As the school year progresses, juniors and some seniors at East English are preparing to take the SAT examination. Juniors are getting an early start studying for the test; many of them have a special SAT prep class taught by Michael Gaston.
“It’s a good thing that some 11th graders have SAT Prep classes this early in the school year. Juniors last year took the classes kind of late, so they weren’t able to study as much,” said senior Mercedes Hughes.
“I am so grateful that our school has this class,” said junior Nathan Minter, “I believe it will help me to do better on the SAT than if I had no preparation.”
The SAT is a standardized test designed to measure students’ skills in three core areas: evidence-based reading, writing and math. The exam is taken by high school students all over America as a college admission examination. Another test high school juniors and seniors are urged to take before applying to college is the ACT.
The ACT, American Collegiate Test and the SAT, Scholastic Aptitude Test, have been used for more than 60 years by colleges and universities to measure and assess prospective students’ academic competency and ability to complete college studies.
At one time, Michigan’s high school juniors were required to take the ACT. Now, they must take and are expected to pass the SAT.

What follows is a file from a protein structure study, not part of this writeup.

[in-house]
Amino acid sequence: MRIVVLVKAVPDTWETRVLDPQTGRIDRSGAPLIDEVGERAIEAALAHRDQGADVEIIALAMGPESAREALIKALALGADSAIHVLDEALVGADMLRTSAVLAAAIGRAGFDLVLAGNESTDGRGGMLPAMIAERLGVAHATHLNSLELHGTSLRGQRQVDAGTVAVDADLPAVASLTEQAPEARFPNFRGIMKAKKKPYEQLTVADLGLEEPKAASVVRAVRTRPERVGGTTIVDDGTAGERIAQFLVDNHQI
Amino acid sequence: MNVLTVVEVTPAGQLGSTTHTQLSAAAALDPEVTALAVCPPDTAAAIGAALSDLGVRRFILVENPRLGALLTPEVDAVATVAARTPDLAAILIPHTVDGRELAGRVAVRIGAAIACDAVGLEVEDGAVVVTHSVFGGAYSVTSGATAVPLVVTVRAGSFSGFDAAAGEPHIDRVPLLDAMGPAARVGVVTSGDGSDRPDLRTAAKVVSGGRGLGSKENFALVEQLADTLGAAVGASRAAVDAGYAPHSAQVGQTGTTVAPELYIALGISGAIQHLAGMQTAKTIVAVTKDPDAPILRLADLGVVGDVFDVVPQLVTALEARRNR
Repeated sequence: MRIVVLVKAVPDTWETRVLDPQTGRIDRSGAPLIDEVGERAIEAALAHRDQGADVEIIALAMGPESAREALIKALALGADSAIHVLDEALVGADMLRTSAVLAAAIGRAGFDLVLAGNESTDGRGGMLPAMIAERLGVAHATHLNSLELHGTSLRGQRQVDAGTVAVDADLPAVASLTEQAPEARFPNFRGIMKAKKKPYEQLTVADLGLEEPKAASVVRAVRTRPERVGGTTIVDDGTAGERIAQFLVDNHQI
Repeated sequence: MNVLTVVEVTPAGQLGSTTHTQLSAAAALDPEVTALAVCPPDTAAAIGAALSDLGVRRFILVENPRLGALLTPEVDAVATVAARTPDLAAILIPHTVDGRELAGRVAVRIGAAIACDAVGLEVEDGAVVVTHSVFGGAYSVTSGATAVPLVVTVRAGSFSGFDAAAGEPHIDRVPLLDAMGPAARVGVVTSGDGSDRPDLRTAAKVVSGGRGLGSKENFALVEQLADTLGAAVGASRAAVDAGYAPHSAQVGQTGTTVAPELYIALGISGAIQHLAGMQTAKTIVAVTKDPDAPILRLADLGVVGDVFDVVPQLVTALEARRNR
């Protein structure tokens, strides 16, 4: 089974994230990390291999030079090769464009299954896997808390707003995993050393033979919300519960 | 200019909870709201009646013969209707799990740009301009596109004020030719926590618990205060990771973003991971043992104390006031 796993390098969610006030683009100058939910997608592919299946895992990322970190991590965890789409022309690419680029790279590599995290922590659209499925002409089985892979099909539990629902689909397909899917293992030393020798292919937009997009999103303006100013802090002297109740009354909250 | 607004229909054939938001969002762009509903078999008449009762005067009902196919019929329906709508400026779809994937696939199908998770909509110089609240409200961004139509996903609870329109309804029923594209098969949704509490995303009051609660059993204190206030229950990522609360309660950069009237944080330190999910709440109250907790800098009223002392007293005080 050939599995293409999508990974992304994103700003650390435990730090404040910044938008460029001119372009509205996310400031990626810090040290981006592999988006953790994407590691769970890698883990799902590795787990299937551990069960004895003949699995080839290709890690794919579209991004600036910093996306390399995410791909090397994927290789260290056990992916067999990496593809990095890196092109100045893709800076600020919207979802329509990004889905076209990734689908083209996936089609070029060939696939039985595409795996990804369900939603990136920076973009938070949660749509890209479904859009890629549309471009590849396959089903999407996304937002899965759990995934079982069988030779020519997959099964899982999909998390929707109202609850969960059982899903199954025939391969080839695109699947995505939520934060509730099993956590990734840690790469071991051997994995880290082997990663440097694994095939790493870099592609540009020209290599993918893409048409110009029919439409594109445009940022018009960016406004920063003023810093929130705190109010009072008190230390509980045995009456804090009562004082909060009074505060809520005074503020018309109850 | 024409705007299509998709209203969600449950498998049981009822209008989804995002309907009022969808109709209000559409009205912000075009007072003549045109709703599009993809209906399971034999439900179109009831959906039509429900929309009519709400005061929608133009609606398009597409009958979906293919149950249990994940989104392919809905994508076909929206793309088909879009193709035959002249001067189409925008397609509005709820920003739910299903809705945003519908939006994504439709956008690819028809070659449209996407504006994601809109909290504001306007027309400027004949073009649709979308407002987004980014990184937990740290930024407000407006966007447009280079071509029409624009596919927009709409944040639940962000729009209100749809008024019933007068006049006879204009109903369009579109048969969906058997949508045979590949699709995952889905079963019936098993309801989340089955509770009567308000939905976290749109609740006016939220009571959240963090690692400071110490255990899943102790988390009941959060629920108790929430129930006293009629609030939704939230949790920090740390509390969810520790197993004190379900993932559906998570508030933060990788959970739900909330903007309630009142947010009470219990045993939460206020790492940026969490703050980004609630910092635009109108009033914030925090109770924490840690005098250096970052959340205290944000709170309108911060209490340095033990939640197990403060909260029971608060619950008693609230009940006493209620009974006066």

Some students at East English are glad the administration arranged for them to have SAT classes; they believe with help and preparation that passing the SAT is possible.
“I did not know most things on the SAT, and it scares me how colleges are worried about my score,” said Da’Wiya Brewer. “I really like how our school now offers SAT Prep classes; it’s nice to know that my school is doing their best to help their students.”
“The SAT is the hardest test I ever took,” said senior Geno Robinson.
Colleges are looking for students with SAT scores above 1000; a perfect score is 1600.
“A standardized test doesn’t determine how smart someone is … there are many intelligent students who don’t score high on the SAT; not everyone is a good test-taker, but it is very good that our students at the Ville are getting help,” said senior Army Instructor Sgt. 1st Class Paul Maxson.
A lot of students who have already taken the SAT fear their future is in jeopardy because they did not do well on it; but, the administration and counselors at the Ville think otherwise.
Under Dr. Larry Gray’s leadership, it seems “all hands are on deck.”
Teachers of all grade levels are urging juniors to take advantage of the SAT Prep classes, and some teachers are tutoring juniors on their own time.
There are many who agree with JROTC teacher Maxon that tests don’t really assess most students’ intellect and academic abilities, but statistics still are piling up against poor testers including many African American students.
According to College Board, “22% of African Americans scored between 600 to 790 on the SAT in 2019 and 45% scored from 800 to 990.”
“Most Blacks didn’t score above 1000 on the SAT, so I believe having SAT Prep classes will make students one step closer to achieving the score they desire,” said senior Jacquan Henry.